There is a lot to like in Ceika’s book, and his “Nietzschean socialism” is an important theoretical contribution. But his book is not without its flaws. The most important one: his relentless opposition to invoking justice or morality.
Ceika’s stance is very much in keeping with Nietzsche and at least some Marxists, for whom any gesture toward the normative constitutes a failure of political nerve. But without rooting his politics in some conception of justice, Ceika can at best offer aesthetic reasons for why we should prefer his kind of society to another.
This points to one of the pitfalls of a purely aestheticized left politics: capitalism comes to be criticized less for the injustice and misery it induces and more for its vulgarity or tedium; radicalism is reduced to a countercultural aesthetic, its primary appeal the thrill of a world remade anew. This is a serious mistake. After all, as Walter Benjamin pointed out long ago, fascism’s primary pitch was how “entertaining” it was.
The heart of radical politics isn’t the interesting but the just. And if one finds that ethical language off-putting, it is worth remembering the distinction between moralism — the kind of Helen Lovejoy tendency to scream, “Won’t someone please think of the children!” when Cardi B’s pro-sex anthem “WAP” comes on — and deep moral conviction.
In a society where everyone had what they needed to lead a flourishing life, many people would undoubtedly develop deeper sides to themselves. But others would not. In fact, if one’s primary aim is to produce and empower the most interesting kinds of people, it isn’t clear that Nietzsche is wrong to favor a sort of aristocratic perfectionism. Society’s resources could be organized to foster an elite, who would in turn use other people in their projects of “great politics,” at once dangerous and life affirming.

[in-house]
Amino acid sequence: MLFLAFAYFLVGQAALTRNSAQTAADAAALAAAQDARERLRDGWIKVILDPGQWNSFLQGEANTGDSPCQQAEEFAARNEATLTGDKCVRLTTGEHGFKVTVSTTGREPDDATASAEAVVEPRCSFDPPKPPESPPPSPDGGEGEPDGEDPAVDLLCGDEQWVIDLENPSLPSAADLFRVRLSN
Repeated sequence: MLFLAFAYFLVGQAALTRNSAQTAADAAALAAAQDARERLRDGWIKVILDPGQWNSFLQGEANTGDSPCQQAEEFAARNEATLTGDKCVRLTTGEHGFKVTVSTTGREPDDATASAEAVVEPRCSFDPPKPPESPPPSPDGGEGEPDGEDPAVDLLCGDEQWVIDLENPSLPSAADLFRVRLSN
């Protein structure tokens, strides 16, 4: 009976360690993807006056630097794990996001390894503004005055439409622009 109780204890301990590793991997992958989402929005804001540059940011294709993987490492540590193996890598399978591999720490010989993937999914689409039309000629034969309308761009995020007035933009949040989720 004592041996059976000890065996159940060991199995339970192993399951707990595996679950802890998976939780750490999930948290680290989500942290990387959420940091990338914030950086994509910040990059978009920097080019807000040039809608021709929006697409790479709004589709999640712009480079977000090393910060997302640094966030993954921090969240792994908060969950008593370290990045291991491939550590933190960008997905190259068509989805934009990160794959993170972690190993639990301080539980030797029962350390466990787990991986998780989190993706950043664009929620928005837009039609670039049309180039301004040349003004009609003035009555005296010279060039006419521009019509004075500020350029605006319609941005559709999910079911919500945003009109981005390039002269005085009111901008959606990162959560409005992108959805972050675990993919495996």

Socialists, of course, view this vision of society as a nightmare. They insist everyone should have a genuinely equal opportunity to flourish, not just because it would produce more interesting people but because it would be more just and fair. There would be something morally noxious about sweatshop workers being paid pennies to work fifteen hours a day without bathroom breaks, even if it turned out that some of them preferred to use their higher pay and leisure time to sit around and watch TV. The same could be said about permitting exploitation because it granted elites the resources to pursue aesthetically astounding enterprises.
So, in the end, I think the strongest argument for Ceika’s Nietzschean socialism is the one he is wary of making: that a world where all were able to pursue a life of flourishing — however they understand it — would be a more just world than the one we live in now. It would also be one where the infinite potentials of human existence were unlocked, rather than deadened by the weight of poverty and domination. We should be doing all we can to bring that world into being — not just because it would be more aesthetically pleasing, but because it’s the right thing to do.